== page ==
Frontline (Peaks & Valleys, 2005)

The Devastators are a roots quartet who have attracted a following in the San Diego, California area, thanks to a vibrant sound and superb musical craftsmanship.  They strike a marvelous (and marvelously hard to accomplish) balance between accessibility to reggae novices and allure to genre snobs by delivering catchy melodies and groovy love songs alongside searing, cultural jams with a sound rooted in the classic '70s stylee.  Lead singer Ivan Garzon's vocals are soulful and endearing (only reaching its limit with the occasional chat/rap), ranging from Marley-esque wails (akin to Jacob Hemphill from Soldiers of Jah Army) to Jamiroquai-like crooning.  The beautifully performed music remains gleefully true to reggae's classic sound -- see the grooving ska track "Oppressor Man" -- while throwing in a touch of the new school -- as on the ambitious (and mostly successful) stab at dancehall "Waistline."  I don't know who the "powers that be" are, but they need to pay attention to the Devastators.  Their incurably catchy sound screams "hit" after "hit"; try listening to tunes like "New Day," "Love Is Gone," "You Possess," or the title track and not start your toes a-tappin'.  Go ahead:

Track Listing
1. Frontline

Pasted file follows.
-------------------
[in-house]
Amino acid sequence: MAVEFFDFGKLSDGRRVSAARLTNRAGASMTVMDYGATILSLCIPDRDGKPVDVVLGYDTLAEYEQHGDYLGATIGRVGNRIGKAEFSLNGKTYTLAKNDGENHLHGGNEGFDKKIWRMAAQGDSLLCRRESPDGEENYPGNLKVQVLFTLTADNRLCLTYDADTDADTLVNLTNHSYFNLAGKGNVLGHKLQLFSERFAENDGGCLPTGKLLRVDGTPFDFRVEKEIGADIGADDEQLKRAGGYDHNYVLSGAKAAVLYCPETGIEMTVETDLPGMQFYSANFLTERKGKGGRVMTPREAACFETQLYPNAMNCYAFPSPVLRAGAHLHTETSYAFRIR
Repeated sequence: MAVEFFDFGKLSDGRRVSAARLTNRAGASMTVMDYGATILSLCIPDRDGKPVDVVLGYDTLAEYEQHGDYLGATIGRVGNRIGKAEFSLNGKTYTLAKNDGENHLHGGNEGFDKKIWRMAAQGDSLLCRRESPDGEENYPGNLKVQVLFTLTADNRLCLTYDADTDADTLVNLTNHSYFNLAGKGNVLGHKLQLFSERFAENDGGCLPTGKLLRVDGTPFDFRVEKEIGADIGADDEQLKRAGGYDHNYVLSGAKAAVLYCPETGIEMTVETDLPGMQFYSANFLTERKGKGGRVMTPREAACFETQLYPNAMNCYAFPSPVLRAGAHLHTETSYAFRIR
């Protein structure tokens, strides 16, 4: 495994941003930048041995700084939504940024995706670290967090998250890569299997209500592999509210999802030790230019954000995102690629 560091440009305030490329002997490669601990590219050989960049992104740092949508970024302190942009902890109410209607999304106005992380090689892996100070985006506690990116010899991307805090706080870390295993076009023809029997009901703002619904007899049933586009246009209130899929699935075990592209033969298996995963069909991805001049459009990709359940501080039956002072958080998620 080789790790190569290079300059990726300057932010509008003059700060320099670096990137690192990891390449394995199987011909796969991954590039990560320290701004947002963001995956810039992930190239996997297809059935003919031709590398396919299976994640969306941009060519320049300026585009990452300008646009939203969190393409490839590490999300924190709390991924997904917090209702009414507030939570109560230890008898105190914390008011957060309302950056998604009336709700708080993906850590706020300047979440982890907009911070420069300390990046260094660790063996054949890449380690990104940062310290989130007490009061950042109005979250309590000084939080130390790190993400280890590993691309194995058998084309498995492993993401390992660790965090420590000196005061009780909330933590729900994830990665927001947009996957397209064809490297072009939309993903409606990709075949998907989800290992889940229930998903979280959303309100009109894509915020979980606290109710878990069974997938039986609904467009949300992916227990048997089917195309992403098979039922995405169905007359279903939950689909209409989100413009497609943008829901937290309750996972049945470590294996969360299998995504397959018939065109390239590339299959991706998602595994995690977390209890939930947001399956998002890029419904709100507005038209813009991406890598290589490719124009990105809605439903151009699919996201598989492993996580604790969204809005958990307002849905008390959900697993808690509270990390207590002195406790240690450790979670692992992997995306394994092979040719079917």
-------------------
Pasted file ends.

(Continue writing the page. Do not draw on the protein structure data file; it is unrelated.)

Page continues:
2. New Day 
3. Love Is Gone
4. Jah Fly 
5. Anything for You
6. Oppressor Man 
7. Waistline 
8. You Possess 
9. Can't Escape 
10. All That & More
11. Dub Is Gone 
12. New Dub 
13. Dub Escape
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Better Days (Peaks & Valleys, 2007)

The Devastators' second album builds on the momentum of Frontline with perhaps a pinch more of consistency. Lead singer Ivan Garzon has a great, emotive voice -- unusually strong for reggae -- and the music is top-notch, reveling in a throwback roots sound and proudly proclaiming that no drum machines or pitch correction technology was utilized in its recording. Fans of Soldiers of Jah Army and John Brown's Body should definitely take heed to this mix of traditional roots with the accessibility of love songs like "Surrender," "Torture," "Why," and "Last Night." "Been a Long Time" is the only track that really steps outside the reggae genre with an R&B/jazz fusion sound. The lead-off tune, "Find a Way," is the highlight of Better Days; it's a classic in the making, a propulsive jam melding vintage guitar, organ, and melodica with a wicked melody and uplifting message. In fact, the first eight tracks all score, particularly the dark "Land of Woe," the churning title track, the seductive "Surrender" and the swaying groove "Light People" (although at first I thought they were singing "White People," which made me cock my head Scooby Doo-like). Five solid dubs round out the set, headed by "Dub Away," a surprisingly slinky, laid-back version of "Find a Way" that highlights the funky guitar, organ, and melodica mix. But don't believe me; listen for yourself at

Track Listing
1. Find a Way
2. Land of Woe
3. Surrender
4. Better Days
5. Torture
6. Light People
7. Why
8. Last Night
9. Make Them Fall
10. Been a Long Time
11. The Secret
12. Dub Away
13. Dub of Woe
14. Last Dub
15. Make Them Dub
Better Days
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